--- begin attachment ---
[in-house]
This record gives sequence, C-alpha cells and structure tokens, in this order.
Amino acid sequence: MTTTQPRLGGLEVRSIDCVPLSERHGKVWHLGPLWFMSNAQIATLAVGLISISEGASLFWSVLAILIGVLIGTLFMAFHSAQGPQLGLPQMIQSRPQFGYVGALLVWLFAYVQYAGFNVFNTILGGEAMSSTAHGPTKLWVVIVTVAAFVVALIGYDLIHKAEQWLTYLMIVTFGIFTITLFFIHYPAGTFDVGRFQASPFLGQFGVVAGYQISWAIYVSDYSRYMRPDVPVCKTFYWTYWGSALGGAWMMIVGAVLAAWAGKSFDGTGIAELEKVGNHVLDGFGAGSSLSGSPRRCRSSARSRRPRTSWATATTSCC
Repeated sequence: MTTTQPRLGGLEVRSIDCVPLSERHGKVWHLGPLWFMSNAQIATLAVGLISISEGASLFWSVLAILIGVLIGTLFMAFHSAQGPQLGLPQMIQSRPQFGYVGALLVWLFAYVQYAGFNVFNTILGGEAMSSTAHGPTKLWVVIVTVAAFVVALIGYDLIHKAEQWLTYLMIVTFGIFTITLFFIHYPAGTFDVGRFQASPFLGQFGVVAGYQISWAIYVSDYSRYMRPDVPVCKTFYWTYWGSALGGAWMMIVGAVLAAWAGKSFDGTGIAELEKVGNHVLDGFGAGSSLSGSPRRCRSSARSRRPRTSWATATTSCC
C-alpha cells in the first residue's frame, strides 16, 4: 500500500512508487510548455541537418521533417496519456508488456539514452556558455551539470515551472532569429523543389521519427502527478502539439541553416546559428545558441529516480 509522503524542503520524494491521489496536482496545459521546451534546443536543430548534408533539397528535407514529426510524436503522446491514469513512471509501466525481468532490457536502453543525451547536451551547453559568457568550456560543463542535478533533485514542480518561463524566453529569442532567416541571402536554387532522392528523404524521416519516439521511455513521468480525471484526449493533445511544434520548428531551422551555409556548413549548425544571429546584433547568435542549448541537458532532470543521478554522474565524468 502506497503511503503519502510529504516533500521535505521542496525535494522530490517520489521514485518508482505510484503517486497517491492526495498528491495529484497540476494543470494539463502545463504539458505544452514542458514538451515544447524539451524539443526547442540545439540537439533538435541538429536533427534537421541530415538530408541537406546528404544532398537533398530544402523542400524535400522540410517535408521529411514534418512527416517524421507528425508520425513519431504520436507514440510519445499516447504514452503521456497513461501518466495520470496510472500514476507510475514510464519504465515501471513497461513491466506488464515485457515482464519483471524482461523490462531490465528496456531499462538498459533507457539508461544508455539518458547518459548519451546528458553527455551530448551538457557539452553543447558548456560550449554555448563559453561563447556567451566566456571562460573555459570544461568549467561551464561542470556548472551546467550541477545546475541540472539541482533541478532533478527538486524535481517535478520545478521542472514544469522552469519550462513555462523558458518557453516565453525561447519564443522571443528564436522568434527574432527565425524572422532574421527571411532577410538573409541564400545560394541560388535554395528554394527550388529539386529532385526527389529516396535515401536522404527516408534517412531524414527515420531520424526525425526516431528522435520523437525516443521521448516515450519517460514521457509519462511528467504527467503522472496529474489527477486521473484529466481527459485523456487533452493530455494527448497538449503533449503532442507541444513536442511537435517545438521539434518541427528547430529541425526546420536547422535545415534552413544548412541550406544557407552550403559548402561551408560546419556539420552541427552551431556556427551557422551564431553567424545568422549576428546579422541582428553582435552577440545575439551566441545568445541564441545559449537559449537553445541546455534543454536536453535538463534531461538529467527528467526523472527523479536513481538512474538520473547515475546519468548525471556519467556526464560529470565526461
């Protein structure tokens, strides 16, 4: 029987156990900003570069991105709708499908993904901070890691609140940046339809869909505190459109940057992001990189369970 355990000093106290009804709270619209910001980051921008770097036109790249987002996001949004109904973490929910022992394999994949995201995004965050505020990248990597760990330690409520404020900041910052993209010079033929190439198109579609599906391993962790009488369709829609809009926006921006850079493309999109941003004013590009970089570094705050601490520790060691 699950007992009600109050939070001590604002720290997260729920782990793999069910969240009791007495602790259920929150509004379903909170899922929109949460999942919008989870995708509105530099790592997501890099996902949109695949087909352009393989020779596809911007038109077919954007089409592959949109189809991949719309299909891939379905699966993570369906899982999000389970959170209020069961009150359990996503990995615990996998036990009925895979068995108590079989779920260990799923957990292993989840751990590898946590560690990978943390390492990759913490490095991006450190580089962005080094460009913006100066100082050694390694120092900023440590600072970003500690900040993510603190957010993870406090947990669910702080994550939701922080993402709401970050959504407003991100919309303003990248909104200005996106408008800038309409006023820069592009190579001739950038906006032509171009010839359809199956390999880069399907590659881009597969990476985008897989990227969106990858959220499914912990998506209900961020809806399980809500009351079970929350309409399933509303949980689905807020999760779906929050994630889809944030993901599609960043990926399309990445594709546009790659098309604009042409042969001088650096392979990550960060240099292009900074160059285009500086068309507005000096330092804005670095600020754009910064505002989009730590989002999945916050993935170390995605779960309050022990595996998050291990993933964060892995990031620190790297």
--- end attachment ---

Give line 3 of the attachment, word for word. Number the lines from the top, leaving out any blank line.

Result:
Amino acid sequence: MTTTQPRLGGLEVRSIDCVPLSERHGKVWHLGPLWFMSNAQIATLAVGLISISEGASLFWSVLAILIGVLIGTLFMAFHSAQGPQLGLPQMIQSRPQFGYVGALLVWLFAYVQYAGFNVFNTILGGEAMSSTAHGPTKLWVVIVTVAAFVVALIGYDLIHKAEQWLTYLMIVTFGIFTITLFFIHYPAGTFDVGRFQASPFLGQFGVVAGYQISWAIYVSDYSRYMRPDVPVCKTFYWTYWGSALGGAWMMIVGAVLAAWAGKSFDGTGIAELEKVGNHVLDGFGAGSSLSGSPRRCRSSARSRRPRTSWATATTSCC